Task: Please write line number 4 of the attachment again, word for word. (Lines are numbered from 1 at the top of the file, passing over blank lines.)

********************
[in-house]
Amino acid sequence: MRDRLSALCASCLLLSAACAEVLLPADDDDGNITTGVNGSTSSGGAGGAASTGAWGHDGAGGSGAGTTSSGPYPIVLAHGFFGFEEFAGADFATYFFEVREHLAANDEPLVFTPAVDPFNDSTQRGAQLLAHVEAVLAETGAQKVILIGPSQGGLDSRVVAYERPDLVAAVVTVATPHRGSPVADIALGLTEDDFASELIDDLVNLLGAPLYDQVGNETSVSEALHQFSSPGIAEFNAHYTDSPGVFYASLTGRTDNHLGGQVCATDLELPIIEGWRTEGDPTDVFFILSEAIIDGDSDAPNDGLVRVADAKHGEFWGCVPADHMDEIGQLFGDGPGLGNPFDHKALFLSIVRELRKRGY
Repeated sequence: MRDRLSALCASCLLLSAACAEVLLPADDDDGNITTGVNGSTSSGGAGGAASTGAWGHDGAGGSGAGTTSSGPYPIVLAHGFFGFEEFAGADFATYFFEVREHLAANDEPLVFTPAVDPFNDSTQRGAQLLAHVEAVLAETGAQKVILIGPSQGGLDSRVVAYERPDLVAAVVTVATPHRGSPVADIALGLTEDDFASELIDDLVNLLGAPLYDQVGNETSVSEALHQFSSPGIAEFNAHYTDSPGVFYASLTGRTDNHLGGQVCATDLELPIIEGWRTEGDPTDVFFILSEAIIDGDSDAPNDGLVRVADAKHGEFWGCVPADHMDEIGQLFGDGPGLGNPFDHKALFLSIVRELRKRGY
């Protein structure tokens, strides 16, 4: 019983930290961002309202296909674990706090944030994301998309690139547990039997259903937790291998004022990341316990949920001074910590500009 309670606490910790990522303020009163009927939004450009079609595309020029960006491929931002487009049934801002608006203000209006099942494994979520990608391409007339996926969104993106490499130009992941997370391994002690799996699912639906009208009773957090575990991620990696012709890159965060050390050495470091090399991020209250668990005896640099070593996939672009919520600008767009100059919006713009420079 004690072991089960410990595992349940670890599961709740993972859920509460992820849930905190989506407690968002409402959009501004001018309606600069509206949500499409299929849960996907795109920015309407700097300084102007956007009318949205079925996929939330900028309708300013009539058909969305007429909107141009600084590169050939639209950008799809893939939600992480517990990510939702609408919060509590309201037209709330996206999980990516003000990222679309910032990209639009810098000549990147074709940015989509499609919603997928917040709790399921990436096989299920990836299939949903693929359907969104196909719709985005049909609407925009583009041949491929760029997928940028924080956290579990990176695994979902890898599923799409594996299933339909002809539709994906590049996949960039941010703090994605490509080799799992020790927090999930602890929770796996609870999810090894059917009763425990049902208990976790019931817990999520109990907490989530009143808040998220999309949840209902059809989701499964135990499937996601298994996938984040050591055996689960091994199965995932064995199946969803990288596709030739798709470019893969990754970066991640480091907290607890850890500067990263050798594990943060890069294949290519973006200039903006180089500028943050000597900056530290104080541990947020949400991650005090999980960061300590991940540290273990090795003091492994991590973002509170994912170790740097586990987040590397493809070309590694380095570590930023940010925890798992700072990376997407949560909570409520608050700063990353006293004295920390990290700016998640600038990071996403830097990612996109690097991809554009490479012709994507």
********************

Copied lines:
């Protein structure tokens, strides 16, 4: 019983930290961002309202296909674990706090944030994301998309690139547990039997259903937790291998004022990341316990949920001074910590500009 309670606490910790990522303020009163009927939004450009079609595309020029960006491929931002487009049934801002608006203000209006099942494994979520990608391409007339996926969104993106490499130009992941997370391994002690799996699912639906009208009773957090575990991620990696012709890159965060050390050495470091090399991020209250668990005896640099070593996939672009919520600008767009100059919006713009420079 004690072991089960410990595992349940670890599961709740993972859920509460992820849930905190989506407690968002409402959009501004001018309606600069509206949500499409299929849960996907795109920015309407700097300084102007956007009318949205079925996929939330900028309708300013009539058909969305007429909107141009600084590169050939639209950008799809893939939600992480517990990510939702609408919060509590309201037209709330996206999980990516003000990222679309910032990209639009810098000549990147074709940015989509499609919603997928917040709790399921990436096989299920990836299939949903693929359907969104196909719709985005049909609407925009583009041949491929760029997928940028924080956290579990990176695994979902890898599923799409594996299933339909002809539709994906590049996949960039941010703090994605490509080799799992020790927090999930602890929770796996609870999810090894059917009763425990049902208990976790019931817990999520109990907490989530009143808040998220999309949840209902059809989701499964135990499937996601298994996938984040050591055996689960091994199965995932064995199946969803990288596709030739798709470019893969990754970066991640480091907290607890850890500067990263050798594990943060890069294949290519973006200039903006180089500028943050000597900056530290104080541990947020949400991650005090999980960061300590991940540290273990090795003091492994991590973002509170994912170790740097586990987040590397493809070309590694380095570590930023940010925890798992700072990376997407949560909570409520608050700063990353006293004295920390990290700016998640600038990071996403830097990612996109690097991809554009490479012709994507």